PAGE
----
The best way to handle this is to handle it gracefully. Communicate that the app couldn't find their location, but do it in a way that tells them how to fix the problem. "Unable to obtain location" tells me what the problem is, but it says nothing about how to fix the problem.
Users see messages like this and think that the app is being rude and telling them that they failed. But error messages are actually programs' reporting that the programs themselves failed. Many users won't realize this and will take it personally. And as your question implied, there's a better way to approach this.
Many phones have a location setting that users can change in order to make location-based services work. The first line of defense, then, may be to get users to change a setting on their phone. And then the app should be smart and try to find the location again when the phone has, in fact, finished switching into a mode where it can use location services (mine occasionally can take a few seconds to do this).
What if users don't want to turn their location setting on? Users may disable it for privacy reasons, for saving the phone's battery, or other reasons. (I usually keep it switched off for saving the battery.) You need to account for this and not assume that users want to give you their location. In other words, a user is not making a mistake when they don't want to tell you where they are.
Similarly, also assume that not every user who is using your app wants to check something for their location. For example, they may need to use the app because a friend or family member who is out of town wants them to retrieve some sort of information (about their friend or family member's location) using your app. Your app might benefit from a feature that allows people to store favorite locations.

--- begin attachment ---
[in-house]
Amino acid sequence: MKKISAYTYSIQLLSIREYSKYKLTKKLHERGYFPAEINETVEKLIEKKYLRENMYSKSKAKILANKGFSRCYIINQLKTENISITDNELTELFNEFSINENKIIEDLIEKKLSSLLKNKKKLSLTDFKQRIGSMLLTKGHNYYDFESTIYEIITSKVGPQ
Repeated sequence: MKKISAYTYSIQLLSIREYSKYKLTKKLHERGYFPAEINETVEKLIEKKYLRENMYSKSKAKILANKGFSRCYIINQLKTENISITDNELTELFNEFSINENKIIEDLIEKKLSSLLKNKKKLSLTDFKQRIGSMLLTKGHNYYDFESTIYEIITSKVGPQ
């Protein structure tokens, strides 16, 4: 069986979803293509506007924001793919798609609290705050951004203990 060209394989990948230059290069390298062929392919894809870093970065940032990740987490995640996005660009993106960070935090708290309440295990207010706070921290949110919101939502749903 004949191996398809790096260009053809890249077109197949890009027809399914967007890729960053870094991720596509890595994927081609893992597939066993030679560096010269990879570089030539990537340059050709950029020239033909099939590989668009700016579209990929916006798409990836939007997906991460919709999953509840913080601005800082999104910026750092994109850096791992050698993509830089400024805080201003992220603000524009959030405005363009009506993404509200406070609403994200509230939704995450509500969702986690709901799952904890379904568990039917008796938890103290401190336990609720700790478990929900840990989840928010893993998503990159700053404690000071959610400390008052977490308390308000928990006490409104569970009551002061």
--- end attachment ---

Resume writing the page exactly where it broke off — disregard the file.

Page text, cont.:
So fall back to a state that lets users continue to do their work and accomplish their goal for using your app. You could have a popup which allows them to enter a location manually or a map which lets them enter a location visually. (If you are dealing with a lot of data points at faraway zoom levels, consider condensing them with a popup that says, in effect, "There are 100 houses here". Then when users zoom in, they will be able to see individual data points in a way that is not cluttered. I think the Zillow app does this.)
I would use a combination of the above two approaches. Something to the effect of this would be helpful (assuming that you have a way to find out if location services is turned or not): "We couldn't find your location. You could enable location services on your phone (include a link to this screen) if you want to use your location, or you could input your location manually." That way, too, the app is not enforcing its preference on the user, but it's letting users choose.
Another option would be to go ahead and fall back silently to let users input their own location, and then have a modeless status message which says, "Location services is turned off. Tap here to enable it and search from your location." Users should be able to dismiss that message forever - effectively showing the app what their preference is. They should be able to switch this back in the app's Settings screen.
Consider running an A/B test (the popup vs. the modeless status message) to see which is more effective for your app's users. Ideally also, you'll want the popup or the modeless message to show up before the user has told the app to search for anything - i.e., right when the app loads.
If finding the location is merely taking a long time, consider using a modeless message like this: "Finding your location seems to be taking a while. Enter a location?", where "Enter a location?" is a link to a screen that lets them enter a location manually.
Your goal for error messages should be to make sure that your users never have to see them. If they ever do, make the messages graceful and show users that they can recover from this error and still get what they need from your app. And if appropriate (it isn't always), you could use emotional design techniques such as what is found on humorous 404 pages.
Edit: A good answer to a similar question has a parallel to the "100 houses" point I made above: What should the default view of a map be when you don't know a user's location?.